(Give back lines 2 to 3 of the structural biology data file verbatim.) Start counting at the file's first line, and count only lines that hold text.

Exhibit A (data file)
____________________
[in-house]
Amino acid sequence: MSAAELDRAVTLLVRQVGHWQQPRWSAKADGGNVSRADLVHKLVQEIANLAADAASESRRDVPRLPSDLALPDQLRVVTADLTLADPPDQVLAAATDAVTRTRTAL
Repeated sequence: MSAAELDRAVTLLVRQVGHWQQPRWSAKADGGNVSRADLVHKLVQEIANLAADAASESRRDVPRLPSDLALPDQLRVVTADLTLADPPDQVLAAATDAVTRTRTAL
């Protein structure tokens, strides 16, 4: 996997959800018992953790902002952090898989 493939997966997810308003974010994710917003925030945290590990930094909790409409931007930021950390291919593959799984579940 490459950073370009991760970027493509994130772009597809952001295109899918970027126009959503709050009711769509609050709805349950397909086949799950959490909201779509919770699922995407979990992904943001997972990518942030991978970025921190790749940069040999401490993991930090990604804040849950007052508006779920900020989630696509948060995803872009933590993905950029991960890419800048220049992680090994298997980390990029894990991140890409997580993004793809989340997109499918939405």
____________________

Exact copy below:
Amino acid sequence: MSAAELDRAVTLLVRQVGHWQQPRWSAKADGGNVSRADLVHKLVQEIANLAADAASESRRDVPRLPSDLALPDQLRVVTADLTLADPPDQVLAAATDAVTRTRTAL
Repeated sequence: MSAAELDRAVTLLVRQVGHWQQPRWSAKADGGNVSRADLVHKLVQEIANLAADAASESRRDVPRLPSDLALPDQLRVVTADLTLADPPDQVLAAATDAVTRTRTAL